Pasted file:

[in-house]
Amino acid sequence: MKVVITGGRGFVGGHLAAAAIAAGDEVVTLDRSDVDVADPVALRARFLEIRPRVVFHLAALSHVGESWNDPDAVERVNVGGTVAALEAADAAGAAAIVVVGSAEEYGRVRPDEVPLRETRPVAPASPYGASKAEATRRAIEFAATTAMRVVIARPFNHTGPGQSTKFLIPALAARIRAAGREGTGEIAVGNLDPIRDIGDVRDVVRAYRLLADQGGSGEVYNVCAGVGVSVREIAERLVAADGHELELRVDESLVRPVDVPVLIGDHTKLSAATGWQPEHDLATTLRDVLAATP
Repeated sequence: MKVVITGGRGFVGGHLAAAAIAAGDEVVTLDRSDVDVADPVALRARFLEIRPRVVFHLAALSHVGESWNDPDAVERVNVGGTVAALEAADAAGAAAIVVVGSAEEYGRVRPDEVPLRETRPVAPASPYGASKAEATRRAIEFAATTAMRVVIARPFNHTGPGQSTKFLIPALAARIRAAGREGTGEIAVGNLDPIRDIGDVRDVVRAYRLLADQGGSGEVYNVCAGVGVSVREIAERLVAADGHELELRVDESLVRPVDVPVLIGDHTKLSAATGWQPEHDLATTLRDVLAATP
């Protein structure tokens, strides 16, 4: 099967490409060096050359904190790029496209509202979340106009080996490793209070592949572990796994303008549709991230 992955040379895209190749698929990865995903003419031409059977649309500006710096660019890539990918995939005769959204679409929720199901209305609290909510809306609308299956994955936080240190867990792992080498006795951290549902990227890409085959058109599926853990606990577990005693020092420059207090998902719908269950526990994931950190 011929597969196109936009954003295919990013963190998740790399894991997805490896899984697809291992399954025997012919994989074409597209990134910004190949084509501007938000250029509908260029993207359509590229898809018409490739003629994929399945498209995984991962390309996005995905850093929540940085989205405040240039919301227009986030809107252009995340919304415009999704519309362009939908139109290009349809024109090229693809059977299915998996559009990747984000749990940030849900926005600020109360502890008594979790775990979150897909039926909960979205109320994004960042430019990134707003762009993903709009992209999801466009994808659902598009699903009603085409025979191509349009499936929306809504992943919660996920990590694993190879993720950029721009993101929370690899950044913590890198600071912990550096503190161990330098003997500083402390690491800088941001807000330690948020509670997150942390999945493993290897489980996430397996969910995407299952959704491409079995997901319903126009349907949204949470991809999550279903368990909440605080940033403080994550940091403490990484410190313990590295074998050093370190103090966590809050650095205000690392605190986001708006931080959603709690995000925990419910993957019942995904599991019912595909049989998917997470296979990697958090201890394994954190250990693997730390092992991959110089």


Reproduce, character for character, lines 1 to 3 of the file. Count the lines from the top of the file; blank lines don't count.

[in-house]
Amino acid sequence: MKVVITGGRGFVGGHLAAAAIAAGDEVVTLDRSDVDVADPVALRARFLEIRPRVVFHLAALSHVGESWNDPDAVERVNVGGTVAALEAADAAGAAAIVVVGSAEEYGRVRPDEVPLRETRPVAPASPYGASKAEATRRAIEFAATTAMRVVIARPFNHTGPGQSTKFLIPALAARIRAAGREGTGEIAVGNLDPIRDIGDVRDVVRAYRLLADQGGSGEVYNVCAGVGVSVREIAERLVAADGHELELRVDESLVRPVDVPVLIGDHTKLSAATGWQPEHDLATTLRDVLAATP
Repeated sequence: MKVVITGGRGFVGGHLAAAAIAAGDEVVTLDRSDVDVADPVALRARFLEIRPRVVFHLAALSHVGESWNDPDAVERVNVGGTVAALEAADAAGAAAIVVVGSAEEYGRVRPDEVPLRETRPVAPASPYGASKAEATRRAIEFAATTAMRVVIARPFNHTGPGQSTKFLIPALAARIRAAGREGTGEIAVGNLDPIRDIGDVRDVVRAYRLLADQGGSGEVYNVCAGVGVSVREIAERLVAADGHELELRVDESLVRPVDVPVLIGDHTKLSAATGWQPEHDLATTLRDVLAATP